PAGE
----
- Read: 1/1/18 – 1/3/18
- Challenge: Mount TBR (1/150); PopSugar Reading Challenge; Expand Your Horizons — Classics
- Task: A book mentioned in another book
- Rating: 1/5 stars
I really didn’t want to DNF the first book of 2018. I trudged doggedly through the first third, alternately bored and disgusted. I skimmed the middle, skipping lightly over chapters that were obviously outdated “science” about whales.
At the two-thirds mark, I just couldn’t take it anymore. This book has nothing to offer me, and I wonder what, if anything, makes it relevant as a “classic” today.
As an adventure story, it’s plodding and dull. Ishmael doesn’t even get on the Pequod for the first hundred pages, and once he does, it’s still forever until they spot a whale and get hunting–even when they do finally do anything, the action stops for chapters at a time so Ishmael can educate us on whether or not a whale is a fish.
As a comedy (I’ve seen reviews saying it’s better to read it with humor in mind), it’s incredibly racist. I’m well aware that mid-1800’s America was racist from top to bottom, so I don’t need the extended Noble Savage trope embodied by Queequeg for the first hundred pages. Yes, Ishmael befriends him despite his strangeness, but in a particularly jocular and indulging way, like Queequeg is a clever puppy Ishmael is impressed with, instead of a human being. And aside from that, I really didn’t see anything else that could remotely be considered funny.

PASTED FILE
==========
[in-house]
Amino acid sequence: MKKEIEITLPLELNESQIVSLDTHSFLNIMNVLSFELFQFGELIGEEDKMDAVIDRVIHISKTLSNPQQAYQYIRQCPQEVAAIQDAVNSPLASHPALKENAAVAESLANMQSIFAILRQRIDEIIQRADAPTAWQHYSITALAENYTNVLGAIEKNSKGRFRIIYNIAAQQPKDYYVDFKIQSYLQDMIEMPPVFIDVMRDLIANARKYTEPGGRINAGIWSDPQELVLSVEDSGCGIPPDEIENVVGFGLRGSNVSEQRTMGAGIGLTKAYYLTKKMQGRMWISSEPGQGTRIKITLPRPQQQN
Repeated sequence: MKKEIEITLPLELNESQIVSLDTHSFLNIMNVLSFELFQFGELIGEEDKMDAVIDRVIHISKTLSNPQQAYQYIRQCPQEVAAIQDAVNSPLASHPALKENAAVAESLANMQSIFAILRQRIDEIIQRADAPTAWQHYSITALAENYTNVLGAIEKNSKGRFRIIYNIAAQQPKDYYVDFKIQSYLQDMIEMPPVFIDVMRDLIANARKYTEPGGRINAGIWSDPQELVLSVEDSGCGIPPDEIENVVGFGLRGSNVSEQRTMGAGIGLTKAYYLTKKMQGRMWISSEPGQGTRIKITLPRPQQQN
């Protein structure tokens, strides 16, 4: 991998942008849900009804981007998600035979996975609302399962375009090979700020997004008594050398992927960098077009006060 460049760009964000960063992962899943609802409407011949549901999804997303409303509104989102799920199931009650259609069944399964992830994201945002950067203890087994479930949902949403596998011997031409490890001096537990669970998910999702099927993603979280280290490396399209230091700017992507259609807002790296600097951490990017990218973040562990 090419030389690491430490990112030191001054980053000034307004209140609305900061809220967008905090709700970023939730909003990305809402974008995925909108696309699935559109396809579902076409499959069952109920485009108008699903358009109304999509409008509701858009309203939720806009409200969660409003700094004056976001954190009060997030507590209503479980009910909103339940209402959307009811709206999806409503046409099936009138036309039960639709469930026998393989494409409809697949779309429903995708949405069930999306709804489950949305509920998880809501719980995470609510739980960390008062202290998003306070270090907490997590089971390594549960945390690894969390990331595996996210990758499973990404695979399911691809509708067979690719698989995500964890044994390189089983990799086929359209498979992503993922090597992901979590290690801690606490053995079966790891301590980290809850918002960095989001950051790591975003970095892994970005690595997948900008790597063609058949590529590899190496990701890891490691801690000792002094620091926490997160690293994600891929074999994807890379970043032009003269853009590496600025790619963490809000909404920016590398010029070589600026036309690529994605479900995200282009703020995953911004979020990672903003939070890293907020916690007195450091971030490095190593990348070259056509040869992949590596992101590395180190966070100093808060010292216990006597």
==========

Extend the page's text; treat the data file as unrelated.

As a complete narrative, it’s desperately unfocused. The style changes from chapter to chapter with astonishing variety–sometimes it’s a college lecture, sometimes it’s a brief aside from Starbuck’s or Stubb’s POV (which honestly threw me the first time it happened,) sometimes it’s a rambling secondhand story (told at great length) from a crewman on a ship they encounter. Rarely it is actually about what I thought the book was supposed to be about–Ahab and his White Whale.
If I ever decide I want to know how it ends–miraculously it’s never been spoiled for me–I’ll look up the Wikipedia entry to find out, because I am never touching this book again.
#2 – The Gentleman’s Guide to Vice and Virtue, by Mackenzi Lee
- Read: 1/3/18 – 1/4/18
- Challenge: Mount TBR (2/150); PopSugar Reading Challenge
- Task: A book given to me as a gift
- Rating: 5/5 stars
This book was charming from start to finish. The hype surrounding it had already gotten so huge by the time I got it that I was almost afraid I’d be disappointed, but I wasn’t. Monty is such an engaging rogue of a narrator, and he’s lovable despite his many, many flaws–his heart, though often dreadfully misguided, does end up being made of gold.
And the sheer amount of twists and turns in this plot make it an odd combination of unpredictable and completely logical. Each point follows naturally from the one before it, yet by the end of the adventure we’ve wound up so far from both where the story started, and where the characters thought they’d be, that the journey is absolutely wild and marvelous.
Okay, okay, I’m gushing, I know. But I fell in love so hard with Monty and Percy that I can’t wait to reread this!